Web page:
Manhattan’s two worst blocks in the 1960s

Over the years, I’m sure countless New York streets have been worthy of this title.

But in the 1960s, two stretches of Manhattan held the crown.

In 1962, journalists gave it to East 100th Street, between First and Second Avenues.

Called “absolutely rock-bottom” by a city official in The New York Times that year, East 100th Street was further summed up as “overcrowded, notably unsanitary, ridden with crime and narcotics addiction, it is a microcosm of the worst conditions and worst elements of the city.”

A 1968 New York feature reported that residents held a funeral march for the tenements on the block, “so neglected they were virtually uninhabitable.”

Photographer Bruce Davidson shot a series of black and white photos on East 100th Street chronicling the stark poverty (at right, from 1966).

Today, some tenements appear to have been razed, but a row remains, as you can see on Google.

West 84th Street between Columbus and Amsterdam may be a little bit shabby by current standards—but it’s a pretty decent Upper West Side block.

Not so in 1961, when the Times awarded it “worst block” status after a 400-resident riot one summer grabbed the city’s attention.

The Times described West 84th as “the gathering place of drunks, narcotics addicts, and sexual perverts.”

The city’s solution: raze tenements and move residents to new housing projects.

John Podhoretz, who grew up on the Upper West Side in the 1960s, remembers West 84th and recounts the city’s efforts to clean it up here.

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4 Responses to “Manhattan’s two worst blocks in the 1960s”

  1. Tom B Says:

    John Pohoretz remembers W84th is so sad to read. But the new crime statistics over 4 decades show great improvement of the neighborhood. Was “the City’s solution: to raze tenements” correct? Would that be considered a kind of gentrification? Does the NY Times have a new place in the City for “the gathering of drunks, narcotics addicts, and sexual perverts”?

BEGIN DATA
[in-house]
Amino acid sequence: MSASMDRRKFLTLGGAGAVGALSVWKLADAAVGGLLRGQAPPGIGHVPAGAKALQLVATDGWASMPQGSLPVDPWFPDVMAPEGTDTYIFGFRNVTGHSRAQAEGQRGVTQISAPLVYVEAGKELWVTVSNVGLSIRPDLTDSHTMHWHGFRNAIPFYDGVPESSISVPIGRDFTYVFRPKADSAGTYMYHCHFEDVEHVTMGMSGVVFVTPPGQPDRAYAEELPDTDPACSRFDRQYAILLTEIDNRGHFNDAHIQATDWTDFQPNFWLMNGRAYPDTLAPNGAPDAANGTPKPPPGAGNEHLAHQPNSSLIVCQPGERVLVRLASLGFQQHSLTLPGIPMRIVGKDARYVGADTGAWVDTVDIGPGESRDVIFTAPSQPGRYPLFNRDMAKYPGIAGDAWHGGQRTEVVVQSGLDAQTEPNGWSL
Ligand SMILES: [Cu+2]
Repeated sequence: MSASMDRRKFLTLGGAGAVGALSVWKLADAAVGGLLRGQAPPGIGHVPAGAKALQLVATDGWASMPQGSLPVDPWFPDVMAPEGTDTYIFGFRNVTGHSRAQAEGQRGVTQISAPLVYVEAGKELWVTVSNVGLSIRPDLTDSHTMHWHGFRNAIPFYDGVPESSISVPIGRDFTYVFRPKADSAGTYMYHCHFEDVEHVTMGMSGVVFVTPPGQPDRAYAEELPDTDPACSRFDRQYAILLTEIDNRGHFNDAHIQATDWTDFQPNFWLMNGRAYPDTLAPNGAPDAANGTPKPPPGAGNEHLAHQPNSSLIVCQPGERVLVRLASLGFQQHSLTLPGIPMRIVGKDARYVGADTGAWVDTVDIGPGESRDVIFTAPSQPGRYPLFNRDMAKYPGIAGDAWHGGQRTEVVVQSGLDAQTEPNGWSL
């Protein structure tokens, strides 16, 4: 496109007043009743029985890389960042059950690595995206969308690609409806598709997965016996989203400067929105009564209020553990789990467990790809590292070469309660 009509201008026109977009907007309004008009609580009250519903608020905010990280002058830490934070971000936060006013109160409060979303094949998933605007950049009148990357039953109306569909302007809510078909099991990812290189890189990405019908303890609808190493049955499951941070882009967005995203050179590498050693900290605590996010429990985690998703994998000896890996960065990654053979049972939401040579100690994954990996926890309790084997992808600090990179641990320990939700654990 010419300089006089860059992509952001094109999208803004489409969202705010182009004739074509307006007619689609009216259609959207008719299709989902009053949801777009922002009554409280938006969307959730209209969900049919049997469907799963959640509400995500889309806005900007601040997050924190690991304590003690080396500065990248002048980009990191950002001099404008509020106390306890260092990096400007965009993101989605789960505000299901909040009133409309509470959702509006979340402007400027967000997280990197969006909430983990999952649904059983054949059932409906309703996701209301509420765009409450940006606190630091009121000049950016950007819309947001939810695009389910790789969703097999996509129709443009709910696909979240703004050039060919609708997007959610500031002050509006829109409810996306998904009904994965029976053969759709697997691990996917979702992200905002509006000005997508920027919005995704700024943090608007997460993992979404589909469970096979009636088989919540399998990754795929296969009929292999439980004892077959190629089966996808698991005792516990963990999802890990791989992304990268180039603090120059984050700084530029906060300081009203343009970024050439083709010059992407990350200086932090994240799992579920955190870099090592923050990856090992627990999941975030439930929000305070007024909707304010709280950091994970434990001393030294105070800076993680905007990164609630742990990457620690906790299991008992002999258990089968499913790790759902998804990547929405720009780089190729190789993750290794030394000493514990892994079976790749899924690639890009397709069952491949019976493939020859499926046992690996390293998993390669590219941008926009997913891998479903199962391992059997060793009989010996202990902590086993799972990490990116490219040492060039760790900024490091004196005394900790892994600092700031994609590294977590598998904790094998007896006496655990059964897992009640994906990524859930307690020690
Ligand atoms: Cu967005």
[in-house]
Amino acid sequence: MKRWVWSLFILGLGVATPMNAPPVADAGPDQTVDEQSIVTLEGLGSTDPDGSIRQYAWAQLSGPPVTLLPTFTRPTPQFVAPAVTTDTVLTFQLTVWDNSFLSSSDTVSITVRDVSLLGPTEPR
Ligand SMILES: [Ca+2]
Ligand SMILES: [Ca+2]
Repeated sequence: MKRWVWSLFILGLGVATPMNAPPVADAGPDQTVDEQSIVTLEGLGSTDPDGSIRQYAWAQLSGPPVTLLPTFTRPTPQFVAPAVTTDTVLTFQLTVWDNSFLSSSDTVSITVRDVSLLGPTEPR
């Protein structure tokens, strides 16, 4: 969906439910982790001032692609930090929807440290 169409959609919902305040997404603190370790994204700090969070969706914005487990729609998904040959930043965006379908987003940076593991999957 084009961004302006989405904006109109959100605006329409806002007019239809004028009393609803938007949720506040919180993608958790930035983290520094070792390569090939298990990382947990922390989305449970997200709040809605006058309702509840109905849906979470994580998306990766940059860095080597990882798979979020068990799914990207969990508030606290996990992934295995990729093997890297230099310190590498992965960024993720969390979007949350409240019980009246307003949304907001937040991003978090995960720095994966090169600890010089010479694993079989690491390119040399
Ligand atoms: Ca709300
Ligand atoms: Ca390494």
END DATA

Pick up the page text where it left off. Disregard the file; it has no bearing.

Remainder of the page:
2. mathhattan Says:

    I grow up on 97 st between west end and riverside i was born in the 80’s i remember late 80′ early 90’s crack dens were still around even on that block the trash filled streets i never new west 84 st had such history. One day i purchased this book called Never Die Alone By Donald Goines he mentions a character living on 87st between Broadway and Amsterdam and how seedy it was now reading this i guess it was true about the area.

  3. Jim Haggerty Says:

    I lived on the southeast corner of 84th and Amsterdam from 1958 until 1983 then moved to 82nd and Amsterdam and lived there until 1994. I vaguely recall the old tenements before they were torn down to make way for P.S. 9 and Brandeis High School. The neighborhood especially on Amsterdam and Columbus Avenues was like a northward extension of Hell’s Kitchen and the tenements were mostly inhabited by Hispanics and African-Americans. The streets were tough and hard and there was a definite difference west of Broadway and east of Coumbus. No one could have predicted 50 years ago that the neighborhood would become gentrified the way it did over the ensuing 20 years after Lincoln Center was built. Overall the neighborhood changed for the better but the residential and commercial rents are way too high like much of the rest of Manhattan.

  4. Steve Yaros Says:

    I lived at 104 W. 84th Street from 1944 to 1951, when we moved out to suburban NJ. I was 9 years old when we moved out. The area was not at all bad then. My cousin and I walked the five blocks to and from the old PS 9 on West End Avenue for years without incident. We are Caucasian and almost all of our neighbors were also: Polish, Irish, Russian, etc. I went to the Museum of Natural History almost every day to spend a couple of hours waiting until my parents came home from work. I was never bothered by anyone, and I guess I picked up a lot of knowledge just looking at the exhibits. My parents were very sensitive about the influx of Puerto Ricans in the late ’40s, and that is why we moved away. I never saw “the worst street in NYC” the way it became and was described in the Times.

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